Pinky Swear – Jayne Martin

 

The caustic odor of rubbing alcohol burns my nostrils, settles on my tongue. A nurse paints Vaseline on my parched lips. I can’t remember the last time I was kissed.

I am tethered to tubes, encased in a coffin of flesh and bone that ignores all commands.

The growing cries of gulls, boardwalk barkers, laughter and shrieks of excitement begin to flood the room.

I sit in the car of a rollercoaster as it chugs and bumps up the steep incline toward the point of no return. Braver kids raise their arms high over their heads. I squeeze my eyes shut until it’s over; say “I want to go again,” relieved when you do not.

The ocean breeze sends salt and sand up onto the walkway where we smoke cigarettes stolen from my mother’s purse and stroll looking for boys. We make up names, Bridgette and Marilyn. Names that sound older and sophisticated unlike our own. We fool no one.

A pipe organ bellows. With fingers still sticky from cotton candy, we board gaily-painted steeds, ride round and round, each time stretching as far as we dare for the brass ring, each time finding it just out of reach.

Our bodies distort in fun house mirrors and we wonder who we will become.

Pinky-swear friends forever.

We do not anticipate the power of decades to divide.

The nurse rolls my body onto its side to slip a fresh sheet beneath, and I see you next to my bedside. You wear our favorite sweater, the rose one we passed back and forth until it unraveled, your smile still a mouthful of braces, your hand outstretched to me. In it, a brass ring.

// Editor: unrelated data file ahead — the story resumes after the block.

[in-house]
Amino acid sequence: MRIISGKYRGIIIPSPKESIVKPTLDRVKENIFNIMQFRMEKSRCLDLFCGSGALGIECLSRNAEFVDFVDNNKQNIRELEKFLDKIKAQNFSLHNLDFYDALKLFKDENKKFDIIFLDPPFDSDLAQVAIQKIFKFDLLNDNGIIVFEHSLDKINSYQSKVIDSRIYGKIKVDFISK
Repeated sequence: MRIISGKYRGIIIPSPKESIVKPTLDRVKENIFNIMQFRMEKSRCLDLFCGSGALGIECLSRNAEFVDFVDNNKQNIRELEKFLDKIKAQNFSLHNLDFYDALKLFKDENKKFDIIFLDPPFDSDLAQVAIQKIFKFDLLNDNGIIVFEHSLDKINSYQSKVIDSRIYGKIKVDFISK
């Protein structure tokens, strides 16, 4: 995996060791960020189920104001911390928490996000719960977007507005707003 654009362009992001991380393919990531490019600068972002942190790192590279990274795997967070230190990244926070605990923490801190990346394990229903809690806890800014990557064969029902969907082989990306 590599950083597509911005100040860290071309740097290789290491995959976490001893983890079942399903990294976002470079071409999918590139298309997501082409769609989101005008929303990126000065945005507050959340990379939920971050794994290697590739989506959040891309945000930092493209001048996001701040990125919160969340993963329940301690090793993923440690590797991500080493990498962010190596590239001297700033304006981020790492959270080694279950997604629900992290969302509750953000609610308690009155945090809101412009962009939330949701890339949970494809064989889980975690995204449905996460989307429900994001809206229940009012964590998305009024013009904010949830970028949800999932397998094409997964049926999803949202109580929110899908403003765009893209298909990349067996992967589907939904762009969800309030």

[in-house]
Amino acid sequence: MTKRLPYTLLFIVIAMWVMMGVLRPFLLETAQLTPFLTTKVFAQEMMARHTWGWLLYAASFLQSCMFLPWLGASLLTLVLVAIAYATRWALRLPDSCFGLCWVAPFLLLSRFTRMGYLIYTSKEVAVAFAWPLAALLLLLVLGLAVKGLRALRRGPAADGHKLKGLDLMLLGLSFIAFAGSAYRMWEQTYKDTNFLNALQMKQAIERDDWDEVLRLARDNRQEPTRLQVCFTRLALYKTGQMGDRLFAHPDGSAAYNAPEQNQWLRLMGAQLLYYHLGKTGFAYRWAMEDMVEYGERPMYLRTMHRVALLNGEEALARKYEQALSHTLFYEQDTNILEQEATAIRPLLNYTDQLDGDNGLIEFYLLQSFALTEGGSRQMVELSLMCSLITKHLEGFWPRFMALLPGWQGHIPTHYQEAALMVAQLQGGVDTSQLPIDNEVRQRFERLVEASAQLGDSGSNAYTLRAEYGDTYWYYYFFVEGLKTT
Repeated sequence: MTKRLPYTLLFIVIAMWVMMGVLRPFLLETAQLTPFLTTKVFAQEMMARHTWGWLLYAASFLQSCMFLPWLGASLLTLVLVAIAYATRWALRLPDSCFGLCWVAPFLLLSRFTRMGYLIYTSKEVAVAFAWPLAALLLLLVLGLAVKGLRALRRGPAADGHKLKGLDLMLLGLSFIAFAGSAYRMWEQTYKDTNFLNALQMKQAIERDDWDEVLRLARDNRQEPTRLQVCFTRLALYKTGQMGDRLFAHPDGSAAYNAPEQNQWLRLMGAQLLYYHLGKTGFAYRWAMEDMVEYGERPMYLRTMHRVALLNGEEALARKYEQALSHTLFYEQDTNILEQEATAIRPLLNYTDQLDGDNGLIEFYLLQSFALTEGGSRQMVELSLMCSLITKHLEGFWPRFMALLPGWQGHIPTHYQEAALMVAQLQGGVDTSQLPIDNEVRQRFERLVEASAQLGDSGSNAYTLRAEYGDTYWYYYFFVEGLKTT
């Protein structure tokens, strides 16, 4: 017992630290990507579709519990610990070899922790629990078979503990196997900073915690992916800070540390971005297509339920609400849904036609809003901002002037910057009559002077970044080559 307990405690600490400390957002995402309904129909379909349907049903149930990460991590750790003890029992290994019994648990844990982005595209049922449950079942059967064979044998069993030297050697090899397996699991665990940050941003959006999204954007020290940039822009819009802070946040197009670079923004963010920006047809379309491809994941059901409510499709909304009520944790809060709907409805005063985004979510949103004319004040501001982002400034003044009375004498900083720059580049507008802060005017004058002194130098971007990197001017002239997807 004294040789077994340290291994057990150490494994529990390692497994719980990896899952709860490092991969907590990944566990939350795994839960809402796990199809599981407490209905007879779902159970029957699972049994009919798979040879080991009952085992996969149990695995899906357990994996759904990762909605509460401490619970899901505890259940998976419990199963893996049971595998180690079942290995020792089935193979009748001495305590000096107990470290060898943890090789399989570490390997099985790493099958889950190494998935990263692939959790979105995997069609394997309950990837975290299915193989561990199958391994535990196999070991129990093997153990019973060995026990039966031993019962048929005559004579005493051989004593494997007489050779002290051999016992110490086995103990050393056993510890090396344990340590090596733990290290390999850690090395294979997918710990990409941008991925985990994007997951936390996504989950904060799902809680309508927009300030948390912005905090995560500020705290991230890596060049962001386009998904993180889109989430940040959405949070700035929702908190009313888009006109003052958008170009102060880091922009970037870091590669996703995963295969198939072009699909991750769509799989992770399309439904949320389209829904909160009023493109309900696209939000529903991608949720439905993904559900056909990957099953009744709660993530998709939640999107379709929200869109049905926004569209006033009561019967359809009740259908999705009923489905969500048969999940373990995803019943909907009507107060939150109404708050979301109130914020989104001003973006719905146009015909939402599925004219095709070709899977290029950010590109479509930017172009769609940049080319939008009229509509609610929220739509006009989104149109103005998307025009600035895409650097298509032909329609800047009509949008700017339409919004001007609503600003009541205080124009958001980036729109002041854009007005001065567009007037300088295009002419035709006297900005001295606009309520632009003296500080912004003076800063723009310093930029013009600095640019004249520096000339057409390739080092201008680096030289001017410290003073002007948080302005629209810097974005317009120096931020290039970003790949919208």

001Jayne Martin is the 2016 winner of Vestal Review’s VERA award for flash fiction. Her work has appeared in Boston Literary Magazine, Literary Orphans, Midwestern Gothic, f(r)iction, Blink-Ink, Spelk, Cleaver, Connotation Press and Hippocampus among others. She is the author of “Suitable for Giving: A Collection of Wit with a Side of Wry.” She lives in Santa Barbara, California. Find her on Twitter @Jayne_Martin.

New Beginnings – Rachel Bower

 

We are starting again

this wrinkly belly and me

learning how to walk again

and even how to talk

to strangers without

the shield of peach cheeks

and little legs.

 

We are tottering through the retail park

off kilter

but determined to find a latte

and drink it hot this time,

just this time,

even if the milk floods our shirt

even though we’re waddling a bit,

still bruised from birth

and we think of him safe

and scan the tarmac again

without anchor.

 

Our balance is off.

You shrivel in my hollow

as I try to unfurl

and wonder how to tilt on my feet.

 

Only eighteen minutes left

’til we see his starfish hands.

 

We wobble together and smile.

 

Rachel Bower photoRachel Bower is a poet and research fellow at the University of Leeds. Her pamphlet, Moon Milk, will be published with Valley Press in May 2018. She is currently co-editing an anthology with Helen Mort entitled Verse Matters, which is out with Valley Press in November 2017. Her book, Epistolarity and World Literature, 1980-2010 will be published by Palgrave Macmillan in August 2017. Rachel’s poems have been published by Stand Magazine, BBC Radio, Now Then Magazine, Valley Press, Three Drops Press, The Stare’s Nest, Pankhearst and others, and she has had poems shortlisted for several prizes, including The London Magazine Poetry Prize and the Plough Prize 2016. She is also the founder of Verse Matters, a feminist arts collective in Sheffield.

Door – Udit Mahalingam

 

The word of a lover.

It is the word of a hinge

That creaks to the sound

Of its own turning.

Hoarse and coarse.

It loves only to lie.

Lie and smile.

 

But, what is a door?

The secluded path

To the past?

A Jetstream of memories…

For me, it’s the way

That leads to a new beginning.

A new face. A new time.

A new lie? A new smile?

 

20170114_123337000_iOSUdit Mahalingam is a teenager from Aughton, a small town on the border between Merseyside and Lancashire. He studies at Merchant Taylors Senior Boys School in Crosby. In addition to writing poetry, he spends his free time mulling over poems from the likes of Sylvia Plath to Robert Barrett Browning. There is never a time when he doesn’t have his nose stuck in a book! He aspires to have a beneficial effect on the world in whatever way possible, whether through voluntary work or through poetry and hopes to study English at degree level.